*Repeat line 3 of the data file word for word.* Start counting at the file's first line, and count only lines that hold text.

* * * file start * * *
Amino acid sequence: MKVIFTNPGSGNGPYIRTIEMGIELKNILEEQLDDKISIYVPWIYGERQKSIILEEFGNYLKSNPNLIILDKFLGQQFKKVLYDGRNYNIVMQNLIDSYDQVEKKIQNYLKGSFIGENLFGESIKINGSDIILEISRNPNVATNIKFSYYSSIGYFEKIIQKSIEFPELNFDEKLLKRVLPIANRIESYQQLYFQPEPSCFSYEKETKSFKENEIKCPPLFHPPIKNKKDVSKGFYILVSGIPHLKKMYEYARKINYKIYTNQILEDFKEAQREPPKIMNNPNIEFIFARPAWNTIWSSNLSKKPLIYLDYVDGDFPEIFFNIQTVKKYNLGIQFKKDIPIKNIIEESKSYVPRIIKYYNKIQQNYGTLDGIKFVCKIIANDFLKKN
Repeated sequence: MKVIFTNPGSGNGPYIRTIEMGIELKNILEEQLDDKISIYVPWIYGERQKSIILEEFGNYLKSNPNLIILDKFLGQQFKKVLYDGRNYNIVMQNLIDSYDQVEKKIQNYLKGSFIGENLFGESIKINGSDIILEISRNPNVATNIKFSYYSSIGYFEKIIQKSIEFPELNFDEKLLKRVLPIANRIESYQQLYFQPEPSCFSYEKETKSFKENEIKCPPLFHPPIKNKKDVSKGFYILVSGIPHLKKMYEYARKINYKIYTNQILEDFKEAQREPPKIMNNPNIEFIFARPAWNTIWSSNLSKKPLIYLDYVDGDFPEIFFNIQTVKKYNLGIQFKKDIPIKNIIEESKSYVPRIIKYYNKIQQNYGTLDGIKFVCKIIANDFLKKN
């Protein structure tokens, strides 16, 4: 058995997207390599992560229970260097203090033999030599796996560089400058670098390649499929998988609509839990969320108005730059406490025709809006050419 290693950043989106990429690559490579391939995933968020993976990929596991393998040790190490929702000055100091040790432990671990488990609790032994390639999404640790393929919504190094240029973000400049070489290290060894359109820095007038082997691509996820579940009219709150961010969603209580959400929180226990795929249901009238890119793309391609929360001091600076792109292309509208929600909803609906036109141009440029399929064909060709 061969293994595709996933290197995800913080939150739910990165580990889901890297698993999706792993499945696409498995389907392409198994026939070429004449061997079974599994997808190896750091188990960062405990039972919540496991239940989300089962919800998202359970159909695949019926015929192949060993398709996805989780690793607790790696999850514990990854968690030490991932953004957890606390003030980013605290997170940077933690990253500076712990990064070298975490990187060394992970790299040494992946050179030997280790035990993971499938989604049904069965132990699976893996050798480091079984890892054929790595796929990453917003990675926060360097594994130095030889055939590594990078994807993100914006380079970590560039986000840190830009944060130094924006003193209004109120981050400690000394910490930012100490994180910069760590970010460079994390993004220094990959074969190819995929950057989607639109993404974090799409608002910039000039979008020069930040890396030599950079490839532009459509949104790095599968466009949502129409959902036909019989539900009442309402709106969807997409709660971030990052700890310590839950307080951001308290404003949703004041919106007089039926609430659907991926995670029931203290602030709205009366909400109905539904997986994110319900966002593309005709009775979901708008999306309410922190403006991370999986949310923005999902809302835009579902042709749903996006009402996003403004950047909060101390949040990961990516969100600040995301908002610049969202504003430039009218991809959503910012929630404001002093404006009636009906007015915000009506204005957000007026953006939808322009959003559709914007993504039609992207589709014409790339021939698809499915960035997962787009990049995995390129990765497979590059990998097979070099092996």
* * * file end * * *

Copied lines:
């Protein structure tokens, strides 16, 4: 058995997207390599992560229970260097203090033999030599796996560089400058670098390649499929998988609509839990969320108005730059406490025709809006050419 290693950043989106990429690559490579391939995933968020993976990929596991393998040790190490929702000055100091040790432990671990488990609790032994390639999404640790393929919504190094240029973000400049070489290290060894359109820095007038082997691509996820579940009219709150961010969603209580959400929180226990795929249901009238890119793309391609929360001091600076792109292309509208929600909803609906036109141009440029399929064909060709 061969293994595709996933290197995800913080939150739910990165580990889901890297698993999706792993499945696409498995389907392409198994026939070429004449061997079974599994997808190896750091188990960062405990039972919540496991239940989300089962919800998202359970159909695949019926015929192949060993398709996805989780690793607790790696999850514990990854968690030490991932953004957890606390003030980013605290997170940077933690990253500076712990990064070298975490990187060394992970790299040494992946050179030997280790035990993971499938989604049904069965132990699976893996050798480091079984890892054929790595796929990453917003990675926060360097594994130095030889055939590594990078994807993100914006380079970590560039986000840190830009944060130094924006003193209004109120981050400690000394910490930012100490994180910069760590970010460079994390993004220094990959074969190819995929950057989607639109993404974090799409608002910039000039979008020069930040890396030599950079490839532009459509949104790095599968466009949502129409959902036909019989539900009442309402709106969807997409709660971030990052700890310590839950307080951001308290404003949703004041919106007089039926609430659907991926995670029931203290602030709205009366909400109905539904997986994110319900966002593309005709009775979901708008999306309410922190403006991370999986949310923005999902809302835009579902042709749903996006009402996003403004950047909060101390949040990961990516969100600040995301908002610049969202504003430039009218991809959503910012929630404001002093404006009636009906007015915000009506204005957000007026953006939808322009959003559709914007993504039609992207589709014409790339021939698809499915960035997962787009990049995995390129990765497979590059990998097979070099092996």